Hydraulics monitoring and troubleshooting might be getting easier. Revima and its Flightwatching unit have monitored hydraulic systems on about 200 aircraft to date. Flightwatching chief Jean-Philippe Beaujard says it is still too early to provide reliable information on potential benefits. “We are mainly guided by our customer needs,” Beaujard notes. “When they have an issue on the hydraulic system, we put in place the best monitoring we can get from their fleet without modifying the aircraft configuration. We get the best out of what they already have. The monitoring set-up provides a high degree of reliability, which is better than that of the BITE [Built-In Test Equipment] fault messages alone.”
Revima collects key parameters from sensors related to hydraulics systems in avionic computers, either in real time during flight or through a post-flight analysis of data stored on recorders like flight data recorders or quick access recorders. “The collected parameters are then analyzed and compared with normalized values depending on flight phase,” Beuajard says. “Abnormal behaviors trigger an alert that sends automatic email to maintenance control.”
Both Airbus and Boeing aircraft now transmit BITE failure messages after either the hydraulic system or a component that consumes hydraulic power detects a fault during flight. This technique is, in a sense, predictive because it transmits messages to maintenance control before a cockpit alert appears to pilots. The BITE fault message enables troubleshooting to begin before a warning appears in the cockpit.
But the Revima exec says that, for ATA 29 hydraulic components, troubleshooting procedures do not necessarily lead to identification of root causes. “The failure scenario is difficult to replicate on the ground. Hydraulic faults can depend on vibration conditions, aircraft attitude such as pitch and roll, as well as outside temperatures and pressures.” Revima’s predictive maintenance approach is thus a complement to BITE messages. “Our algorithms focus on root causes of failures.”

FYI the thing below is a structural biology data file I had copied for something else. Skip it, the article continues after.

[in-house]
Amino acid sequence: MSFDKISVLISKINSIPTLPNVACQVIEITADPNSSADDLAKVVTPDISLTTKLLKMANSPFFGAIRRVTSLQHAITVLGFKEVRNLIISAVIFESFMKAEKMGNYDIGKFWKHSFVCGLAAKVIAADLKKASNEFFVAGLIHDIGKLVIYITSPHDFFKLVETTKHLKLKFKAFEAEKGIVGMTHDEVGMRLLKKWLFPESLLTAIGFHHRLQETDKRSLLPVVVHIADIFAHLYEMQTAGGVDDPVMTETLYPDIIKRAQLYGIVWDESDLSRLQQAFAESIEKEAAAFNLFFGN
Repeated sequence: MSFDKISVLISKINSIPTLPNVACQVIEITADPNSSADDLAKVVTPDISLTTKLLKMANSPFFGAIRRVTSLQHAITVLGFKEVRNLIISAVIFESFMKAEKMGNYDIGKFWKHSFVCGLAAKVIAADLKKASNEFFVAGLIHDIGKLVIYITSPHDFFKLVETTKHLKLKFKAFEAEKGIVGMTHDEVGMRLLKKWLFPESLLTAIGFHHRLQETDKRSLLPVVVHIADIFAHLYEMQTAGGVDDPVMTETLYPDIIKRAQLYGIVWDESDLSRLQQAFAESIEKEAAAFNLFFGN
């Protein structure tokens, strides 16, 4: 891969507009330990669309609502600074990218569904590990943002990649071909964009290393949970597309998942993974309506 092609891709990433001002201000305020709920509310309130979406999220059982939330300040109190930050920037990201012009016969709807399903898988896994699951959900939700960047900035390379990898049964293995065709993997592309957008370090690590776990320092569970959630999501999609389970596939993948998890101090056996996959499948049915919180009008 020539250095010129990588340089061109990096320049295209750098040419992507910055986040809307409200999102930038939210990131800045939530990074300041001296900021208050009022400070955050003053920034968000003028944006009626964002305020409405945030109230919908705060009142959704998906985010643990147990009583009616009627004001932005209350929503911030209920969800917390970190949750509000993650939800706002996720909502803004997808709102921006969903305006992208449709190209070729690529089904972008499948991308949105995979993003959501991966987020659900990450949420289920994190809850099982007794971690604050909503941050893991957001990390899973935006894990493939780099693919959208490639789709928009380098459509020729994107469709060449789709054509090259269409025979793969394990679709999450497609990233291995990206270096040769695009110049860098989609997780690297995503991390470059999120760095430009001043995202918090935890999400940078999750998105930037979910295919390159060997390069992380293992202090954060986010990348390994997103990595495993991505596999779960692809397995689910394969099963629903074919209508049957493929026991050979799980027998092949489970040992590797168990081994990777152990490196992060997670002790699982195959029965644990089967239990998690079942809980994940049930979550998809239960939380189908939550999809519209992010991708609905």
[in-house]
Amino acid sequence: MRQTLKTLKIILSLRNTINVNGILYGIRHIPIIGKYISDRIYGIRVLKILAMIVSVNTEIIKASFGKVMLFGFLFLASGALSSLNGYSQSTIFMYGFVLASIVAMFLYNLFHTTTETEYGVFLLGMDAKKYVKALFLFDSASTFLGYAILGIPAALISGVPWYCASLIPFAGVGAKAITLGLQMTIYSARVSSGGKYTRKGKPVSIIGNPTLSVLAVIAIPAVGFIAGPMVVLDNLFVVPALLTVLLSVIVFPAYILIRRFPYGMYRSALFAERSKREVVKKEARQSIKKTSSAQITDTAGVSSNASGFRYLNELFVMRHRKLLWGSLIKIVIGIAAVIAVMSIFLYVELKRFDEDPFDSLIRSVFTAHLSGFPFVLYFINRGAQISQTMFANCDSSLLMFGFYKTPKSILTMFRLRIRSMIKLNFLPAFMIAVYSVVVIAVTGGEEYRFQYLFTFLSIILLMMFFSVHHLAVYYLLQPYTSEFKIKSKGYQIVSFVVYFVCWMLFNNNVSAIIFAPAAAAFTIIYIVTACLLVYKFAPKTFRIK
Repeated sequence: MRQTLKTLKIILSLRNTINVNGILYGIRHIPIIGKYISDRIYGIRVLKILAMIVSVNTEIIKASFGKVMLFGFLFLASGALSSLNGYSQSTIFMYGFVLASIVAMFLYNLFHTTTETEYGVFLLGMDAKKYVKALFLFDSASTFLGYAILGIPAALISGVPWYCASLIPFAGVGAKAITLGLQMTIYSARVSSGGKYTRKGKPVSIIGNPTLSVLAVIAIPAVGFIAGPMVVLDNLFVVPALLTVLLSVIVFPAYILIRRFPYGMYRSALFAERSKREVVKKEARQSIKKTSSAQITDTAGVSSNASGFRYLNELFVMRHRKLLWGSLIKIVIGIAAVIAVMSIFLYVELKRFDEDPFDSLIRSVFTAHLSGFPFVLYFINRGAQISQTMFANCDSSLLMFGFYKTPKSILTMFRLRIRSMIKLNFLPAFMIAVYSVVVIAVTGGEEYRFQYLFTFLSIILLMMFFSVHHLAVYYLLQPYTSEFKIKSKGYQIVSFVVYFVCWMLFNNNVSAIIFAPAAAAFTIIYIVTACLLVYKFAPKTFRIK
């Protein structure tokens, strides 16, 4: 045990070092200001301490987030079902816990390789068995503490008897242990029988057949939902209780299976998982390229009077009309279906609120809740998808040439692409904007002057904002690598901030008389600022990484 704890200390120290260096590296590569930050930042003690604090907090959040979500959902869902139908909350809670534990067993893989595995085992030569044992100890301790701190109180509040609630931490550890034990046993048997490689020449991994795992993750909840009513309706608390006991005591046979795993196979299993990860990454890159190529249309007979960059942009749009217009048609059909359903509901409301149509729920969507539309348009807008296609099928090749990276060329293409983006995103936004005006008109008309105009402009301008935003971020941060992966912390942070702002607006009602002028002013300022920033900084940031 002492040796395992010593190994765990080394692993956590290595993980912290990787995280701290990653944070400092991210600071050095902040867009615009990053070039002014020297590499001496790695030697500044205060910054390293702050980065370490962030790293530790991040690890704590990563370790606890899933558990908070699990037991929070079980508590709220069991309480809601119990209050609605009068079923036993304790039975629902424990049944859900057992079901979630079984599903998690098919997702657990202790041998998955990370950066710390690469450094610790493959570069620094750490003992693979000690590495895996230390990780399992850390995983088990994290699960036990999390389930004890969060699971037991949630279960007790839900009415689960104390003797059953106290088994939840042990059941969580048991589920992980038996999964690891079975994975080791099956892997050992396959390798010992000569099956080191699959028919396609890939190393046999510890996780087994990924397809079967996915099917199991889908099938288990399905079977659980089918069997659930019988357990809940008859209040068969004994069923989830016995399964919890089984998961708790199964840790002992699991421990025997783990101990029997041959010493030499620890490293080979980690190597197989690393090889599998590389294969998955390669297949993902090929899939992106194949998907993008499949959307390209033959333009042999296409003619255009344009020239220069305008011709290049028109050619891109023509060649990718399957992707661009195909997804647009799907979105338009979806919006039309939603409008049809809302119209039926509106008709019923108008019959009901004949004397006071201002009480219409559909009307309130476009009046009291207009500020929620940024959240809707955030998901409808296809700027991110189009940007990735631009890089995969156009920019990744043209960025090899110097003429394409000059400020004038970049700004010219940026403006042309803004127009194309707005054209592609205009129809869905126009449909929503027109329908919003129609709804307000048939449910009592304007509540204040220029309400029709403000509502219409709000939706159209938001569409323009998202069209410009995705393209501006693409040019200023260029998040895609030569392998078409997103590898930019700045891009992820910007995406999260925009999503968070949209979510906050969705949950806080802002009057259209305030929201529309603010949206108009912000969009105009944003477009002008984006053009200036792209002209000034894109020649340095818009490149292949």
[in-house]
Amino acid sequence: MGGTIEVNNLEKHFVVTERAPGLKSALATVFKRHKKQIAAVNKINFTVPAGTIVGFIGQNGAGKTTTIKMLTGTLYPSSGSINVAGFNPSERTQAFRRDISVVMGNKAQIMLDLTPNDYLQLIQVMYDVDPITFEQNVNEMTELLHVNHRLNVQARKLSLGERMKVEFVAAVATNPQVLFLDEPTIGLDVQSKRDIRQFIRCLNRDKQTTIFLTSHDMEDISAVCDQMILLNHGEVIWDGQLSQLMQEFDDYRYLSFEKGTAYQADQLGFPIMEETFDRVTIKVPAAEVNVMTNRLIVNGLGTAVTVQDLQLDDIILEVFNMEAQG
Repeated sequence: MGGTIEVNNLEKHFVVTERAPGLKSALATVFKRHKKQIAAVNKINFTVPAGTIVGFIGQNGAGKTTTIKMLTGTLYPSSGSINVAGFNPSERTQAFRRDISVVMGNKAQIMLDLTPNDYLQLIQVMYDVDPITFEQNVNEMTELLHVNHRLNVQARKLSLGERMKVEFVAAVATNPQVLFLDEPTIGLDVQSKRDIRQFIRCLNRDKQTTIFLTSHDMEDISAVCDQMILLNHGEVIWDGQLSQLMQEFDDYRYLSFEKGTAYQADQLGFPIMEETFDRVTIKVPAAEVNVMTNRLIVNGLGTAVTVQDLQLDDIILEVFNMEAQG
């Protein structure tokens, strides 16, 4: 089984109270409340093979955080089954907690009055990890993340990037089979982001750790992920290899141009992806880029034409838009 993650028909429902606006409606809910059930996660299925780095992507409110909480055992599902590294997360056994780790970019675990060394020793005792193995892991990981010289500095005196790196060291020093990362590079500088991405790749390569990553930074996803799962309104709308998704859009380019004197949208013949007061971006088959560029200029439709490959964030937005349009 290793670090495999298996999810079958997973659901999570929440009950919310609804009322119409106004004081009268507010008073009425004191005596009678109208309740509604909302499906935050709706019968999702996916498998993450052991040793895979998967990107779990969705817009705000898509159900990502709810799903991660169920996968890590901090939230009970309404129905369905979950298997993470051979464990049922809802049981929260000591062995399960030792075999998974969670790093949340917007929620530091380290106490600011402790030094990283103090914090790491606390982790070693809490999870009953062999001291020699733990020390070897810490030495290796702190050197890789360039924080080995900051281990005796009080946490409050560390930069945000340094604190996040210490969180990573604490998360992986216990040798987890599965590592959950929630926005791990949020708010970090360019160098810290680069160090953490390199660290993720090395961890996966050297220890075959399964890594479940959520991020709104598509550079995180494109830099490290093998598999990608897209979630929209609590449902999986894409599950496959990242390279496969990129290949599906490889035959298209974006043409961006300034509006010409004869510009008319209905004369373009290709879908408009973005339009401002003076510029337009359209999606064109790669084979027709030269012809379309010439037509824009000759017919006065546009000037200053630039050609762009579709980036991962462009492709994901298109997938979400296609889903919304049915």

Beaujard says all parameters related to hydraulic systems can be important for predictive maintenance. One example is hydraulic servicing data. This data provides the most precise information for ramp staff before departure, and measurements on ground provide a reference point useful in detecting abnormal behaviors.
Revima offers a hydraulic dashboard providing real-time feedback to maintenance control while aircraft are either on the ground or flying. “Results are easy to understand because the dashboard represents what maintenance staff are used to seeing when opening hydraulic servicing hatches,” Beaujard notes.
This dashboard can also measure hydraulic reservoir levels more precisely than is possible on aircraft. “Hydraulic reservoir level indicators on aircraft are provided by gauges that sometimes stick, or the needle indicator is subject to friction and gives an erroneous value,” Beaujard says. “By reading digital values coming from avionics computers, our monitoring is a much more reliable source of information.”
Non-sensed parameters are also important. For example, “hydraulic performance is an important non- sensed parameter that provides key information,” Beaujard says.